00, 1, 11})

The Counting Argument: The compression methods are limited. No method can

compress all of the possible sources. The argument is: No lossless compression

algorithm can compress all possible sources of size N to some value less than N.

Proof:

There are

different sources of size N.

Assume that we can compress all of these sources down to some size less than

N.

Now let us calculate how many different sources there are which have size less

than N:

There are

different sources of size N-1, there are

different

sources of size N-2, ... , there are 2 different sources of size 2, there

is one different source of size 1.

different sources of size less than N.

As we see, the total number of different sources with size less than N is less than

the total number of different sources with size N. This means that if we can

compress all of the sources with size N, then at least two of the sources should

produce the same compressed source. When we try to decompress that source, we

cannot decide which original source (with size N) it should correspond to. Therefore,

we conclude that we cannot compress all of the sources. In fact, sometimes, we

expand the source size instead of compression.

Exercise: Compress a file in your computer using winzip or a similar compression

utility. Now try to compress the zip file once more. In some cases, you may observe

that the file size expands after the second compression. Repeat the exercise by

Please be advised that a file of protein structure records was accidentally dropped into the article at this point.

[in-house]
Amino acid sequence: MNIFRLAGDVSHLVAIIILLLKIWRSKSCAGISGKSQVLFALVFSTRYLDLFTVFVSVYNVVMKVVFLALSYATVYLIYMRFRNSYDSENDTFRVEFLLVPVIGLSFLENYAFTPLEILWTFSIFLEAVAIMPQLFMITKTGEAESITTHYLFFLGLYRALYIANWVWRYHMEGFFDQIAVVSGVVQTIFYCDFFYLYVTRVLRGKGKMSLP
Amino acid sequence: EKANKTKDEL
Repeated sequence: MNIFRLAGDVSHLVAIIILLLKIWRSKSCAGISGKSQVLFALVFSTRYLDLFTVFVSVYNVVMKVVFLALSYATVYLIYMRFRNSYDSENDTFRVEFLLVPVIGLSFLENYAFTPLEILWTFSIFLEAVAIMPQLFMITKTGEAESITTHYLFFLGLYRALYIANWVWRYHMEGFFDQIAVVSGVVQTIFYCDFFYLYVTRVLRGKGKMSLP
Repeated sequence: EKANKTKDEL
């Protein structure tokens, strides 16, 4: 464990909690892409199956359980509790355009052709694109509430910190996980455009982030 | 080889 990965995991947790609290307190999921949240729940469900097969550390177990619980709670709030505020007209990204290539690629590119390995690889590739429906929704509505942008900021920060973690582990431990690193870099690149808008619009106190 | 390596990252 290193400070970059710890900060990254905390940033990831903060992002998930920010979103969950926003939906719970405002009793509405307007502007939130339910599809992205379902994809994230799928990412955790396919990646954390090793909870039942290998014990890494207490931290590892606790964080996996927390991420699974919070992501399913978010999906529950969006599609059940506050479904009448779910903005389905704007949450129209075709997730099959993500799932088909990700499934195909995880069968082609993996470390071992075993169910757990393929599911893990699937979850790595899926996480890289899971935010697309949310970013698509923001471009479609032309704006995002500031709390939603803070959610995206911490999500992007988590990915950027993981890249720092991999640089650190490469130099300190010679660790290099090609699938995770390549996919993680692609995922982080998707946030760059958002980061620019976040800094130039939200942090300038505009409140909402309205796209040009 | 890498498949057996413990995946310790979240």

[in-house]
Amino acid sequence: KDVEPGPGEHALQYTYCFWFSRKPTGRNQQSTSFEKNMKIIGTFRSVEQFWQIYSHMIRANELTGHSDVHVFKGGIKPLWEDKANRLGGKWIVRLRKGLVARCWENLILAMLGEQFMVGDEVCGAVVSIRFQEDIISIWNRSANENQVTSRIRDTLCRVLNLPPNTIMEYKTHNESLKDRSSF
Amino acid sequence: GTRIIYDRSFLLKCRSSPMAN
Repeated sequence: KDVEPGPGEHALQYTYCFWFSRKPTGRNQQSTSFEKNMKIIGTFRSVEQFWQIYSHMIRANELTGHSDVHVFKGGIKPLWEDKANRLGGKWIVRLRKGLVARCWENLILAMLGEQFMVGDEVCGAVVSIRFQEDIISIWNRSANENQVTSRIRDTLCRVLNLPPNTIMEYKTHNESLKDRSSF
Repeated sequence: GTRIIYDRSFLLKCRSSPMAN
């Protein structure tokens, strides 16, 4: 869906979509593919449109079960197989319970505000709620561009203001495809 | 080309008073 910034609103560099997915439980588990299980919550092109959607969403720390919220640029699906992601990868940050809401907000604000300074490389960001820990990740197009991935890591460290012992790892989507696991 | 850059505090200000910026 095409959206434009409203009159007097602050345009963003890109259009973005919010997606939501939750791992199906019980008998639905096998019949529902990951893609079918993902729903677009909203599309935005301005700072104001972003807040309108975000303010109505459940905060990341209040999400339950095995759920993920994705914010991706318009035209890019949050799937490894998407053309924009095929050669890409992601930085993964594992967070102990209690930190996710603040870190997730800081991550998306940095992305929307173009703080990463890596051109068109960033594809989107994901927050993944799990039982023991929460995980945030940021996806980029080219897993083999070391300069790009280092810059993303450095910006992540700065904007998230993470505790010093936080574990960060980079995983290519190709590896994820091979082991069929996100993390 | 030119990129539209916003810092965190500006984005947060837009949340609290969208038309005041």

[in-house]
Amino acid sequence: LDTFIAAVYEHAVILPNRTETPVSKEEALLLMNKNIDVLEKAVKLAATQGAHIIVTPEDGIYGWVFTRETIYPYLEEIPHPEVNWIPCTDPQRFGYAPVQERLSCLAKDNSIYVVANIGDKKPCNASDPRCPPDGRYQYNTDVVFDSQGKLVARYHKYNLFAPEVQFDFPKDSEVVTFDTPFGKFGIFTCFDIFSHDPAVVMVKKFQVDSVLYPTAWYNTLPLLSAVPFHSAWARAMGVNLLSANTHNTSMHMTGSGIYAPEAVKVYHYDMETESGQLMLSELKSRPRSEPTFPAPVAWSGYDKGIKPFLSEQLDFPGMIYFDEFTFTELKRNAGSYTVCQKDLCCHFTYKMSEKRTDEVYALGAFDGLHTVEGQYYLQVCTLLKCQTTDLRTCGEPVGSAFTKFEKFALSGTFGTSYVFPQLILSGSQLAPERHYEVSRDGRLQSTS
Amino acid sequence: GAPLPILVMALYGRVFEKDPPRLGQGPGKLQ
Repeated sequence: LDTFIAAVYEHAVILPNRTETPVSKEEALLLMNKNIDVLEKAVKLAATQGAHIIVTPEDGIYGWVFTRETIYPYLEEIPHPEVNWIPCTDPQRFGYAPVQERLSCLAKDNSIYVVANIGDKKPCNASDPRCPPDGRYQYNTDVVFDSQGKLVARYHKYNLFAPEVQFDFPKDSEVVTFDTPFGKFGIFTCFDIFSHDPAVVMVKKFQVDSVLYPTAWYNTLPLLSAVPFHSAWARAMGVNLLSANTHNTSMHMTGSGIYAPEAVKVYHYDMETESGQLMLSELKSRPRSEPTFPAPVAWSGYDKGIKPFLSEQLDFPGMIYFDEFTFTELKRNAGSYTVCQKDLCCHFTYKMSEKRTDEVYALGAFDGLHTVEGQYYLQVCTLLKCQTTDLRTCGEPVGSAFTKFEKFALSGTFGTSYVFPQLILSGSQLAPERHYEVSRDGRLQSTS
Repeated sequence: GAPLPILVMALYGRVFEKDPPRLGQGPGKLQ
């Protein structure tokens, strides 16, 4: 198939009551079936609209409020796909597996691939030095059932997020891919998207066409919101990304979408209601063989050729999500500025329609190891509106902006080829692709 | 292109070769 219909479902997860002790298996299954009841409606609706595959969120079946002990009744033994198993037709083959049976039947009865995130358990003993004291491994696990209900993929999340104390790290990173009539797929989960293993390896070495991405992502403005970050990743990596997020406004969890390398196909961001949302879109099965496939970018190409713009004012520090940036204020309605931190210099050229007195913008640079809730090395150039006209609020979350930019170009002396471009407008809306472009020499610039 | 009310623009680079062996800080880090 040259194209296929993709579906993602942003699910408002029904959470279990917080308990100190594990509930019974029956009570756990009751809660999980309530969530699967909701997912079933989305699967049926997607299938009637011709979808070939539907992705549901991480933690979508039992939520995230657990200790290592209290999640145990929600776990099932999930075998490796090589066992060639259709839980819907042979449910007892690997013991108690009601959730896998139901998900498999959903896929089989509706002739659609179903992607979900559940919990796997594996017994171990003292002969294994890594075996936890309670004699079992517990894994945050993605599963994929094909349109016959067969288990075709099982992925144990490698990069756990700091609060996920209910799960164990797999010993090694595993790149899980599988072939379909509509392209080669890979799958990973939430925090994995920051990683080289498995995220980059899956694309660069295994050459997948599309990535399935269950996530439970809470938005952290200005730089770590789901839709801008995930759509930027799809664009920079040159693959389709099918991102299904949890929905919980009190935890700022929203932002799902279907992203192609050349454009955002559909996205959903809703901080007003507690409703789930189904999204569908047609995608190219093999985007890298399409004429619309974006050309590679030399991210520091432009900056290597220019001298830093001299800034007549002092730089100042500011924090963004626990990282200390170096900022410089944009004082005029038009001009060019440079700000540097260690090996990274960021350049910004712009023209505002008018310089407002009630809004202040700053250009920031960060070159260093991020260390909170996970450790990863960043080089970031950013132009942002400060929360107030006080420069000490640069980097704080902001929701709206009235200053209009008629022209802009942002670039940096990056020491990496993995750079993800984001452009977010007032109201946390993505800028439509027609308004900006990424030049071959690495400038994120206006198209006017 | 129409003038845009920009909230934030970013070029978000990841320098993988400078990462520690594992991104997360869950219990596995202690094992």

trying to compress MPEG movie files that you can download from the internet. You

may notice that you sometimes get data expansion instead of compression. This

phenomenon is more common if you try to compress a source which has already

been compressed (MPEG and JPEG files are compressed files).

Turning back to the topic of uniquely decodable codes; the uniquely decodable

codes (prefix codes are a subset of them) has the following important property.

Kraft-McMillan Ineqality: Let C be a code with N codewords with lengths

. If C is uniquely decodable, then we have:

This inequality gives a lower bound on the codeword lengths similar to the entropy

expression in Eq. 3. The proof is rather involved, and is beyond the scope of the

course.

Lemma: If the set of integers satisfy the Kraft McMillan inequality

, then

. This is also an

important observation wich indicates that, we can really come up with codeword

assignments to alphabet symbols as long as we obey the Kraft-McMillan inequality.

In the next section, we will develop strategies to assign codewords which are as

near to the entropy expression (Eq. 3) as possible, and at the same time satisfy the

Kraft-McMillan inequality.